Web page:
decided: October 11, 1979.
DANIEL C. POTTS, PETITIONER
COMMONWEALTH OF PENNSYLVANIA, UNEMPLOYMENT COMPENSATION BOARD OF REVIEW, RESPONDENT
Appeal from the Order of the Unemployment Compensation Board of Review in case of In Re: Claim of Daniel C. Potts, No. B-145079-C.
Franklin S. Van Antwerpen, with him Hemstreet and Van Antwerpen, for appellant.
William J. Kennedy, Assistant Attorney General, with him Richard Wagner, Assistant Attorney General, Chief Counsel, and Edward G. Biester, Jr., Attorney General, for appellee.
Judges Crumlish, Jr., Rogers and Craig, sitting as a panel of three. Opinion by Judge Rogers.
[ 46 Pa. Commw. Page 408]
This is the appeal of Daniel C. Potts from an order of the Unemployment Compensation Board of Review denying him benefits as a voluntary quit. Potts admits quitting but says that he did so for reasons of necessitous and compelling nature. See Section 402(b)(1) of the Unemployment Compensation Law, Act of December 5, 1936, Second Ex. Sess., P.L. (1937) 2897, as amended, 43 P.S. § 802(b)(1). His asserted reasons were dissatisfaction with a reduction in wages and assertedly unsafe working conditions. The Unemployment Compensation Board of Review made the following pertinent findings:
1. The claimant was last employed by Penn American Products as a Shear Helper, at a final rate of $4.15 per hour and his last day of work was February 10, 1976.
[ 46 Pa. Commw. Page 4092]
. The claimant had worked for the employer for about seventeen months in various capacities.
3. Prior to his transfer on his last day of work the claimant's most recent assignment was as a Lead Man in the Refrigeration Department at a final rate of $4.40 per hour.
4. The claimant had previously worked in the sheet metal department for 3 or 4 days although in a different capacity.
5. The claimant was transferred out of the Refrigeration Department due to lack of quarters, his complaints about alleged safety violations and his disagreements with the foreman in that department.
6. The claimant was the safety representative for his union.
7. The transfer to the Shear Helper position was proper under the terms of the union contract.
8. The claimant voluntarily terminated his employment as a Shear Helper after working at this position for about four hours because he felt working conditions were unsafe and also because he was dissatisfied with his reduced wages.
9. Prior to terminating his employment, the claimant asked for a transfer to other work and had complained to the foreman of the sheet metal section during his break.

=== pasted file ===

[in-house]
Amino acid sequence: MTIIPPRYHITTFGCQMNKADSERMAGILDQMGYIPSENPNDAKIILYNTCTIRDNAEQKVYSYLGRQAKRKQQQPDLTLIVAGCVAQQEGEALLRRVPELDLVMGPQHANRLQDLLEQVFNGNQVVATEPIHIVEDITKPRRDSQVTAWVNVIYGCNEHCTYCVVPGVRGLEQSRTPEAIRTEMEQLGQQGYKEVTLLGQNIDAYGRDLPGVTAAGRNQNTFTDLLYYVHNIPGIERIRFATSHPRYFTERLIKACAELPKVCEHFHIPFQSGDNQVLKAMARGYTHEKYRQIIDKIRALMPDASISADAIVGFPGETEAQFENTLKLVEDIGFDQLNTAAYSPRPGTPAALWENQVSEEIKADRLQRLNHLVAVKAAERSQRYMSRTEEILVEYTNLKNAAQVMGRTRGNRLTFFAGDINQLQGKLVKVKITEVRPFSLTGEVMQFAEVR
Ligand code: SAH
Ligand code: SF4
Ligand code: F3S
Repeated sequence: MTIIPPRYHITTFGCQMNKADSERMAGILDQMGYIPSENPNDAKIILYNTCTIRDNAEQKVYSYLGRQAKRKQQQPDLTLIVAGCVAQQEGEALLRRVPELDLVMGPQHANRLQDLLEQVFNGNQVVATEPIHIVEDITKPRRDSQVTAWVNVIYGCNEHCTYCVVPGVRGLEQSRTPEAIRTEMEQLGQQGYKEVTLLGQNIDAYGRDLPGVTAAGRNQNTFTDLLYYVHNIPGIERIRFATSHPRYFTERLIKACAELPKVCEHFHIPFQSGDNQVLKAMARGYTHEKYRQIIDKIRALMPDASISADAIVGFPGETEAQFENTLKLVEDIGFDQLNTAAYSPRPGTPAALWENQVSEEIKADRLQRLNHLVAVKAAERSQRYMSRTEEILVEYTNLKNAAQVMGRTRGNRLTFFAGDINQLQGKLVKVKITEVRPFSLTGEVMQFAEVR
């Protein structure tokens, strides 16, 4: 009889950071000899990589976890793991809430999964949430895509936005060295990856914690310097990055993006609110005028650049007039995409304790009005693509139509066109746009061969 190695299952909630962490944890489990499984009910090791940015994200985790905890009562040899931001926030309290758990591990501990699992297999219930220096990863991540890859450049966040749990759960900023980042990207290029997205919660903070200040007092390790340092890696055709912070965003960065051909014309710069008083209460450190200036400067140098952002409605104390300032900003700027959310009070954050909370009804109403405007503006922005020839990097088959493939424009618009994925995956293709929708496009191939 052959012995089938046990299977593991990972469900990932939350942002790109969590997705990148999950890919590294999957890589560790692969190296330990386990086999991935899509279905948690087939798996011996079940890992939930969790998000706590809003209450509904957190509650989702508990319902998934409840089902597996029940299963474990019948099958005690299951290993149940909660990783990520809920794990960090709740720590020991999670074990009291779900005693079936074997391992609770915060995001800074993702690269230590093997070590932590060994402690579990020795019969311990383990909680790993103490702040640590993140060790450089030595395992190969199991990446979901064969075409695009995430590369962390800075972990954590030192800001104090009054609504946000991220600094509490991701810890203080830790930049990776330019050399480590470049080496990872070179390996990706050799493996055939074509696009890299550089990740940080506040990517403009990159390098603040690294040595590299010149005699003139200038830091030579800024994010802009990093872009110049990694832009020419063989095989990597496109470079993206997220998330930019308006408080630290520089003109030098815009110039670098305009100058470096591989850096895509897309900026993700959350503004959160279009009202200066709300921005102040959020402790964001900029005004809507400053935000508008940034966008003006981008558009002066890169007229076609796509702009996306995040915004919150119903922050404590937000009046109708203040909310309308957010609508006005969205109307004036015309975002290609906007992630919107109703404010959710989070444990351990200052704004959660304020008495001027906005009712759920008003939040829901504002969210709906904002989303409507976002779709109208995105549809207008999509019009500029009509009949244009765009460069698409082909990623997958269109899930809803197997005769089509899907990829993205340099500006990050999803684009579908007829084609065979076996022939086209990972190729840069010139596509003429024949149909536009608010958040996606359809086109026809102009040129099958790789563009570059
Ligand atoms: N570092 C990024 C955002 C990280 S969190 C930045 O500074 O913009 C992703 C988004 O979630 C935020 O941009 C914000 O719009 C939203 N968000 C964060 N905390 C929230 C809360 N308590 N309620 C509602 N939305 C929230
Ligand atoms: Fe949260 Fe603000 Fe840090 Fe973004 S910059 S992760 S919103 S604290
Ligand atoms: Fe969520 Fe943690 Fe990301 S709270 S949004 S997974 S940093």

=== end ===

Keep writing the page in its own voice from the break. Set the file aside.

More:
10. At the time of the claimant's termination the employer had never been cited by the Occupational Safety and Health Administration (OSHA) for safety violations and no complaints
[ 46 Pa. Commw. Page 410]
had ever been filed against said employer in this regard.
11. The employer made adequate provisions to insure safety on the job site.
12. An inspection by OSHA in September of 1976 revealed only minor safety violations.
Potts says that the Board of Review, which twice remanded the matter for additional hearings at his request, capriciously disregarded evidence of unsafe conditions at the shear where he was stationed for four hours on his last day on the job. Capricious disregard by a fact finder is willful and deliberate disregard of competent testimony and relevant evidence which one of ordinary intelligence could not possibly have avoided in reaching a result. Walsh v. Unemployment Compensation Board of Review, 16 Pa. Commonwealth Ct. 155, 329 A.2d 523 (1974). Potts' testimony at the first hearing was to the effect that he was simply fearful of working at the shear. In the following hearings he attempted to prove that the conditions at the shear were dangerous and constituted violations of State and Federal safety regulations. At the third hearing he adduced the testimony of a person with engineering training who, based entirely on Potts' description of the conditions at the shear, asserted that safety violations existed at Potts' work place. The employer, however, adduced competent evidence that the conditions at the shear were not unsafe, that no safety violations existed, that no citations of violations had ever been issued and that Federal authorities had inspected its property and found no pertinent violations. A careful reading of the notes of the three hearings convinces us that the Board did not capriciously disregard evidence, that the evidence was conflicting, and that the Board made a perfectly appropriate choice of the evidence to be used as the
[ 46 Pa. Commw. Page 411]
basis of its crucial findings unfavorable to Potts' claim.
And Now, this 11th day of October, 1979, the order of the Unemployment Compensation Board of Review is affirmed.
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